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Contraction of the tongue musculature during speech and swallowing is associated with characteristic patterns of tissue deformation. In order to quantify local deformation (strain) in the human tongue, we used a non-invasive NMR tagging technique that represents tissue as discrete deforming elements. Subjects were studied with a fast gradient echo pulse(More)
To demonstrate the relationship between lingual myoarchitecture and mechanics during swallowing, we performed a finite-element (FE) simulation of lingual deformation employing mesh aligned with the vector coordinates of myofiber tracts obtained by diffusion tensor imaging with tractography in humans. Material properties of individual elements were depicted(More)
The myoarchitecture of the tongue is comprised of a complex array of muscle fiber bundles, which form the structural basis for lingual deformations during speech and swallowing. We used magnetic resonance imaging of the water diffusion tensor to display the primary and secondary fiber architectural attributes of the excised bovine tongue. Fiber orientation(More)
Our goal was to quantify intramural mechanics in the tongue through an assessment of local strain during the physiological phases of swallowing. Subjects were imaged with an ultrafast gradient echo magnetic resonance imaging (MRI) pulse sequence after the application of supersaturated magnetized bands in the x and y directions. Local strain was defined(More)
The muscular anatomy of the tongue consists of a complex three-dimensional array of fibers, which together produce the variations of shape and position necessary for deglutition. To define the myoarchitecture of the intact mammalian tongue, we have utilized NMR techniques to assess the location and orientation of muscle fiber bundles through measurement of(More)
The principal functions of the gastrointestinal tract mucosa include nutrient absorption, protein and fluid secretion, and the regulated symbiosis with intraluminal contents. Research in epithelial biology has benefited significantly from the use of cultured monolayer preparations, which closely replicate the structure and function of normal(More)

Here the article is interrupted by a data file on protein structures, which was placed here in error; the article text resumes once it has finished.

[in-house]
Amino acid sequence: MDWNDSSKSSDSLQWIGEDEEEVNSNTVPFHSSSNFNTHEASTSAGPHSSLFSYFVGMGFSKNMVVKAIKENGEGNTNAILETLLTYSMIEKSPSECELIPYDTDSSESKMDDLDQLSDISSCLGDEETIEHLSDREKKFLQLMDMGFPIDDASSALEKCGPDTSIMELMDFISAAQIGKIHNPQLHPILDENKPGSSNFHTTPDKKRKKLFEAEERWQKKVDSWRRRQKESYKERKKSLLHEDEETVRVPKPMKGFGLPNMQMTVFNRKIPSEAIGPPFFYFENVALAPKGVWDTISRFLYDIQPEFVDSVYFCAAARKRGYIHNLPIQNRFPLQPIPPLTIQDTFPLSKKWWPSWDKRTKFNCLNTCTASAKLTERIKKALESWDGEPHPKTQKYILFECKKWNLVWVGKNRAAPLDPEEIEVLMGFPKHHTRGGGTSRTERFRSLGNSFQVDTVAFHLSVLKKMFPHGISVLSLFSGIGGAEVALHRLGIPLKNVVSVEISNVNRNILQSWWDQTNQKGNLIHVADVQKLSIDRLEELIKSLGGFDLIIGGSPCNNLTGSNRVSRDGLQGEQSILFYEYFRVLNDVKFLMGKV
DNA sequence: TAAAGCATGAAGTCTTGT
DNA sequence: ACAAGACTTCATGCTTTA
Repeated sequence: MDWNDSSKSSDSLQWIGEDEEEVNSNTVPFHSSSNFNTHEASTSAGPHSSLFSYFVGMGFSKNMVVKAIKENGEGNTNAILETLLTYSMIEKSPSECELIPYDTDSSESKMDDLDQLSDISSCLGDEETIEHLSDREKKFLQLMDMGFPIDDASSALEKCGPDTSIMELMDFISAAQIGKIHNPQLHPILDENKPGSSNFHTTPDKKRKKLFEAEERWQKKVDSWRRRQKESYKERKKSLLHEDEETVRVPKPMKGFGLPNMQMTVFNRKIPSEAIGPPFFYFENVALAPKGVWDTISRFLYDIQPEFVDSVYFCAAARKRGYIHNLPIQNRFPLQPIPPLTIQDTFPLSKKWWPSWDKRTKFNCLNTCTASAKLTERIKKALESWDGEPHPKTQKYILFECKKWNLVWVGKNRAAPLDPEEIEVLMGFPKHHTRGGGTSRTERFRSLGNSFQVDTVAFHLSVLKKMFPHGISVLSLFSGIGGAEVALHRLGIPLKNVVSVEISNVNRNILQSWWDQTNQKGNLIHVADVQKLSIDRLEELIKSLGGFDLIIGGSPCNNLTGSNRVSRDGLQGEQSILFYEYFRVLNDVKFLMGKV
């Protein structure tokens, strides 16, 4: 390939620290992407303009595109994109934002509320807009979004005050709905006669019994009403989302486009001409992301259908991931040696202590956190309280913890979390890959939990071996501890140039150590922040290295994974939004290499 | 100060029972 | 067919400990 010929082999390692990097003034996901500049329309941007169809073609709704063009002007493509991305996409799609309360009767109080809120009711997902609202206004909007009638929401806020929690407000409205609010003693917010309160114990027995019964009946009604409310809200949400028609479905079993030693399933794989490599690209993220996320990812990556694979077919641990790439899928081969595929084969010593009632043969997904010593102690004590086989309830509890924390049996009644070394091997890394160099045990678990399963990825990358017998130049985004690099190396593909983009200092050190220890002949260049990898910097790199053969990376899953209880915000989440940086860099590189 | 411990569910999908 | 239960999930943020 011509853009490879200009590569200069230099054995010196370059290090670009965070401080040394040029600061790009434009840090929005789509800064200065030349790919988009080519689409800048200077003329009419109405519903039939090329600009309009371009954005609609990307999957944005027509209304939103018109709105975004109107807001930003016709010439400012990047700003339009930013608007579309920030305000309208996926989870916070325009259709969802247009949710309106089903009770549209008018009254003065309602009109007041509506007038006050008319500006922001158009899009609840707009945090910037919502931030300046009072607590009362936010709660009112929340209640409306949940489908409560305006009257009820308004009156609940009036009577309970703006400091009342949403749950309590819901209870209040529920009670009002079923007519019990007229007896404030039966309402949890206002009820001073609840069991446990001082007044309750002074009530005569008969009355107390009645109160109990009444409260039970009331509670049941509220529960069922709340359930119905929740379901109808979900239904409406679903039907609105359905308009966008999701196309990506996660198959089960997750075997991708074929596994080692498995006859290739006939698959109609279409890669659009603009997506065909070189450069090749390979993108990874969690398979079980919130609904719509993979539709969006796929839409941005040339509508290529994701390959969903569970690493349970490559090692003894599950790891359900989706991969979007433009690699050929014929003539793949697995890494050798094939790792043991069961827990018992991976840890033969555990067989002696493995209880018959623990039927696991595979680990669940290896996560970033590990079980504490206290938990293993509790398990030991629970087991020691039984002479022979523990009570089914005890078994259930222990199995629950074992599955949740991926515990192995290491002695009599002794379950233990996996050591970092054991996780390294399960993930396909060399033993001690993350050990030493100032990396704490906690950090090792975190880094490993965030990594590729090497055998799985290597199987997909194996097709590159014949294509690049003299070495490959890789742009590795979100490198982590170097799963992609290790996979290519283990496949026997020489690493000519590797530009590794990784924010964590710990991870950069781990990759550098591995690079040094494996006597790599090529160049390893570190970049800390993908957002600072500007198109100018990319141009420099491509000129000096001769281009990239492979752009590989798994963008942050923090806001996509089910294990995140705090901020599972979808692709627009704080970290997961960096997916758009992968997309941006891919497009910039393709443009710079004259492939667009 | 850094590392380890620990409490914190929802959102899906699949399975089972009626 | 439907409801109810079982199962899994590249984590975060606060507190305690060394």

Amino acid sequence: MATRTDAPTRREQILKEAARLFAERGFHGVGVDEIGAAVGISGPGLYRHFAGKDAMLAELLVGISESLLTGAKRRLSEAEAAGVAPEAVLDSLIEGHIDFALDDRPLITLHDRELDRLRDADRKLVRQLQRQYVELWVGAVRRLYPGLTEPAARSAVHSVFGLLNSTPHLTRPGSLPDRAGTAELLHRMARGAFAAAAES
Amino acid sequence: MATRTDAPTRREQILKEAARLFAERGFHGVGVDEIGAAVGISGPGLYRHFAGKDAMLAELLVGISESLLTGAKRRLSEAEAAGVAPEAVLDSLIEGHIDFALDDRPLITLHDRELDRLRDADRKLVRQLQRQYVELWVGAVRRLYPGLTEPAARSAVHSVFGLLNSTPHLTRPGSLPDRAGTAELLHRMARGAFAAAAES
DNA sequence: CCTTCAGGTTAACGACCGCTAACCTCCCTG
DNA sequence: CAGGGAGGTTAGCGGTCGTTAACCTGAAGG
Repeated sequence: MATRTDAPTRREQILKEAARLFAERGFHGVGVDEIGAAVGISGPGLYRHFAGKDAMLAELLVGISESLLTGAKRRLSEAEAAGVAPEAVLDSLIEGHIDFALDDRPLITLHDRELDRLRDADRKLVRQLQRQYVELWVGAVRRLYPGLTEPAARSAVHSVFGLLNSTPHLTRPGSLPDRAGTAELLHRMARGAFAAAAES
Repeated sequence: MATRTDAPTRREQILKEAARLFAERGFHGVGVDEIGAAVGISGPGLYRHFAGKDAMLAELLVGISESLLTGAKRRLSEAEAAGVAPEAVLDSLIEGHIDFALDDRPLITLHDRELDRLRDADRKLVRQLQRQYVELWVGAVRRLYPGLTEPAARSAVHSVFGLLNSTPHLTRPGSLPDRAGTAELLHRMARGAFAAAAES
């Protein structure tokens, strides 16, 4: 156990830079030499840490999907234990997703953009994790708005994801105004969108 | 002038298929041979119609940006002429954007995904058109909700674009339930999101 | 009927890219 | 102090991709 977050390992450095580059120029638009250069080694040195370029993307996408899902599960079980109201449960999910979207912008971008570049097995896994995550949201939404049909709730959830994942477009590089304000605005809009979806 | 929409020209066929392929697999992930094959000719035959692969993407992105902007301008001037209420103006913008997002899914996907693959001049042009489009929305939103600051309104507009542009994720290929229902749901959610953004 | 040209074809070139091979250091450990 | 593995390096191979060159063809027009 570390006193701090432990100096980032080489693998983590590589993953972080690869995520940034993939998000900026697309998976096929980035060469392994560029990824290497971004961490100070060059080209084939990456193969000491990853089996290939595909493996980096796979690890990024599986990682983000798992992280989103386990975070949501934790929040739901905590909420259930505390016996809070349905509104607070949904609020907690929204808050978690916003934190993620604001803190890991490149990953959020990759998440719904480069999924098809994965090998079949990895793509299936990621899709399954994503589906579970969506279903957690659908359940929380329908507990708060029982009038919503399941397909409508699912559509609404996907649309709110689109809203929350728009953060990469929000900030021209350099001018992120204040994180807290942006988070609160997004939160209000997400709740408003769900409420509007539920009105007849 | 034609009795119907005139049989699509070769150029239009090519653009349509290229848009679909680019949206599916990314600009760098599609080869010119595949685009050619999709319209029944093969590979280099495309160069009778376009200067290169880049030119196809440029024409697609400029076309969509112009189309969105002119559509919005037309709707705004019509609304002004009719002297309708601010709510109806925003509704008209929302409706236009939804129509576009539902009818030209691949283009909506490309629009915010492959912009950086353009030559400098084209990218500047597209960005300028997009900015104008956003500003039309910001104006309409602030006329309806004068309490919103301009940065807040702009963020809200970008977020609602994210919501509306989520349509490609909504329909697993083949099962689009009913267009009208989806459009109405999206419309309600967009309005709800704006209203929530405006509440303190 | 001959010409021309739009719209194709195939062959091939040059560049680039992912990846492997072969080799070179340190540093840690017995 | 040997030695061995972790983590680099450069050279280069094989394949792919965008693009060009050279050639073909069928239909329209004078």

The mammalian tongue is believed to fall into a class of organs known as muscular hydrostats, organs for which muscle contraction both generates and provides the skeletal support for motion. We propose that the myoarchitecture of the tongue, consisting of intricate arrays of muscular fibers, forms the structural basis for hydrostatic deformation. Owing to(More)
The ability to resolve complex fiber populations in muscular tissues is important for relating tissue structure with mechanical function. To address this issue in the case of tongue, we employed diffusion spectrum imaging (DSI), an MRI method for determining three-dimensional myoarchitecture where myofiber populations are variably aligned. By specifically(More)
PURPOSE To study the anatomical relationships involving the intrinsic and extrinsic myofiber populations of the human tongue employing diffusion tensor imaging (DTI) with tractography. MATERIALS AND METHODS Images of the human tongue in vivo were obtained using a twice-refocused spin echo DTI pulse sequence at 1.5 T, isotropic 3 x 3 x 3 mm(3) voxels,(More)
The determination of principal fiber directions in structurally heterogeneous biological tissue substantially contributes to an understanding of its mechanical function in vivo. In this study we have depicted structural heterogeneity through the model of the mammalian tongue, a tissue comprised of a network of highly interwoven fibers responsible for(More)